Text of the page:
- Hardcover: 272 pages
- Publisher: Harry N. Abrams; First Edition edition (October 1, 2009)
- Language: English
- ISBN-10: 0810950499
- ISBN-13: 978-0810950498
- Product Dimensions: 8.5 x 1 x 10.9 inches
- Shipping Weight: 2.4 pounds (View shipping rates and policies)
- Average Customer Review: 23 customer reviews
- Amazon Best Sellers Rank: #619,490 in Books (See Top 100 in Books)
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Gore Vidal: Snapshots in History's Glare Hardcover – October 1, 2009
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Vidal says in the preface: "During the fifty-four years that Howard Russell Auster and I shared a life, he took a great many photographs...to eventually mak(e) his own book. Upon his death...he left me his photographs and papers...(A)s a memorial to him, I am now publishing them, with more notes describing the various occasions that we took part in, as well as a number of pictures from my life and times, now becoming, with time's passage, literally historic."
All the text is written by Vidal in his polished style, and kept succinct so we can see all 360 pictures, black & white and full color, before closing time. He begins with the maternal family album headed by his grandfather, blind Senator Gore, and spiced by Gore's mother-to-be, Nina. Pass on to his handsome aviator dad, who served under FDR. There are no baby pictures, and we first see Gore at 3 or 4. Apparently he was blondish in his youth, went to name schools, and at 18 with WWII upon us, went into the army. While in the hospital for a knee injury, he began Williwaw, his first published novel (1946).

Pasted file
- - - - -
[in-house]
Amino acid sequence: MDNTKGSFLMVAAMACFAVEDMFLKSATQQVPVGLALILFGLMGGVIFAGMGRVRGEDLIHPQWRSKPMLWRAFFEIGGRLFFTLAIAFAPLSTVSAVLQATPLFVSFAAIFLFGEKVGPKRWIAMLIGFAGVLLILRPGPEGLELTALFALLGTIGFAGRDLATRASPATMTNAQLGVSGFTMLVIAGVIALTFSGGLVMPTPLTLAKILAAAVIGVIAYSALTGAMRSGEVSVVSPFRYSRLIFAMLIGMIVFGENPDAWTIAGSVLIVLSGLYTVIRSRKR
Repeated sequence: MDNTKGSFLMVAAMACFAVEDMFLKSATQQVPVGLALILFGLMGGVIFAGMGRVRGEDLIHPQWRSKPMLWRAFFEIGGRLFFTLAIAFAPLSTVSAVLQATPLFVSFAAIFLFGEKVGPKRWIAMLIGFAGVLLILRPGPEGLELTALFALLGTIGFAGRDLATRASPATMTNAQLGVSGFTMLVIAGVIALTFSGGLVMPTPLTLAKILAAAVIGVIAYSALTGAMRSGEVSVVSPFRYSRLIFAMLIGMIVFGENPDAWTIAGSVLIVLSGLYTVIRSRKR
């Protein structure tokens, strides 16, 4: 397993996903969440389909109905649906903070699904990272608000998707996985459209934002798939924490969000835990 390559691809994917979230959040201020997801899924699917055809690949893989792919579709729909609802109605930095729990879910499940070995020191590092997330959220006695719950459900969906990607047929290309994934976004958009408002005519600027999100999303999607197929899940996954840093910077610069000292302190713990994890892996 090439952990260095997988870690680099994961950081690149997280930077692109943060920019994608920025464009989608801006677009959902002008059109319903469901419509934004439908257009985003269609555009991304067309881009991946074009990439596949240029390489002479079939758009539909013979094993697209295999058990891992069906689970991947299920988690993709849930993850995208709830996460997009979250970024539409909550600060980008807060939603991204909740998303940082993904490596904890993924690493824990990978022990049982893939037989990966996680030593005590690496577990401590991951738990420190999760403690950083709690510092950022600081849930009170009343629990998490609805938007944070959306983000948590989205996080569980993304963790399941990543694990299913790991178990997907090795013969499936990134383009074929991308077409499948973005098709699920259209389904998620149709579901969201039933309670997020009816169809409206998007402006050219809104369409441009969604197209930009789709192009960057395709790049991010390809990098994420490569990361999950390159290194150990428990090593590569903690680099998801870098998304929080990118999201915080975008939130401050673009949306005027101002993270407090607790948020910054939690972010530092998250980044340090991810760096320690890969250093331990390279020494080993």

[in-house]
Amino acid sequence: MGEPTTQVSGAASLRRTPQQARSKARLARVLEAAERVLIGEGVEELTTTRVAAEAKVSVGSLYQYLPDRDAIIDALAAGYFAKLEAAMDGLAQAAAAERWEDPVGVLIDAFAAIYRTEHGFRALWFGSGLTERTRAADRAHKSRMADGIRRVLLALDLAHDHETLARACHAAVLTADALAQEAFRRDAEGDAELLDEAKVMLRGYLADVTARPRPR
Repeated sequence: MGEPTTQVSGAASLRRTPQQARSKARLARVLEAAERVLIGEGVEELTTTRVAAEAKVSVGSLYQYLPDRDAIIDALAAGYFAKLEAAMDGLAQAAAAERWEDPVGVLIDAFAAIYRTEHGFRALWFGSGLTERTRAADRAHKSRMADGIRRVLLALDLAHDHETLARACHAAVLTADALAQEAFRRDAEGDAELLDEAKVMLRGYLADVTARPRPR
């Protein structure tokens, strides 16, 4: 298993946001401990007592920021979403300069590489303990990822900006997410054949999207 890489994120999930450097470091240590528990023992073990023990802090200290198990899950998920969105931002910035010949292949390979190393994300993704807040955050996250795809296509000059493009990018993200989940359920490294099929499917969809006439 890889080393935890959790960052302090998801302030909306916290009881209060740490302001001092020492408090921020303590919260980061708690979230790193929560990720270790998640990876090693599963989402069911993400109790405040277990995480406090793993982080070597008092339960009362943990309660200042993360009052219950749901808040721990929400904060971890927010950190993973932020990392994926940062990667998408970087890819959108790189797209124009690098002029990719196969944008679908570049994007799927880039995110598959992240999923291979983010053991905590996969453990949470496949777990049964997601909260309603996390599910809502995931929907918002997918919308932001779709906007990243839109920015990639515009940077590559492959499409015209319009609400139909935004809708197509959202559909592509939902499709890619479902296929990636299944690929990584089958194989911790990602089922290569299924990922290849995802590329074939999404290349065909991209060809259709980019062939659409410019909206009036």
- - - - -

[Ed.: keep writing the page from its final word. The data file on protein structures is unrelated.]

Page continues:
Free to roam at last, he has snapshots with dancers John Kriza and Harold Lang, Marlon Brando, Tennessee Williams, Truan Capote, Tanaquil Le Clerq. He meets Howard Auster of Jewish lineage, who respells it Austen as he seeks work. Howard and Gore click for the next half century.
The pair go to Hollywood: Ben Hur and so on. Gore quickly sours on the movie industry, but meets the Paul Newmans, who are often subjects in the photos thereafter. Veering into politics, Gore joins in photos with John Kennedy. He then turns to Broadway: Cyril Ritchard in Visit to a Small Planet, Melvin Douglas in The Best Man.
He always dresses well, and has the same high standard for his houses, photographed inside and out in beautiful color.
His TV confrontations with Buckley and Mailer are captured, as well as his war of words with Capote.
Transferring to the beautiful landscapes of the Amalfi Coast, Gore and Howard could relax, and enjoy the company of Princess Margaret, Leonard Bernstein, Michael York, Mick Jagger, Andy Warhol (who made some blurry Polaroids and signed them W for Gore), Johnny Carson, Tim and Susan Robbins and kids.
When Howard's health was fading fast, the pair had to return to the States, to Gore's Hollywood Hills home, bringing the cat of course.
The last page of photos shows the gateway to Rock Creek Cemetery in Washington DC, the cloaked head of Grief, and the polished stone over the grave of Howard Auster already incised "GORE VIDAL 1925-".
My favorite photos, both by Annie Leibovitz: On page 233, full color, Vidal turns thoughtfully aside from the dictionary, opened to the "vodka" entry where there is a small pic of a bottle of Absolut. It's an ad. On pages 248-249, black & white, Vidal in black attire lies on the wide bed, his legs crossed. Annie is half off the bed, her face covered by her camera pointed at the mirror on the ceiling. Hair fanned out on the pillow, Vidal looks seriously right at you, not at all "plainly dead" as the text says.
All this and more are in this bright ingratiating book, sweepingly entertaining and priced right.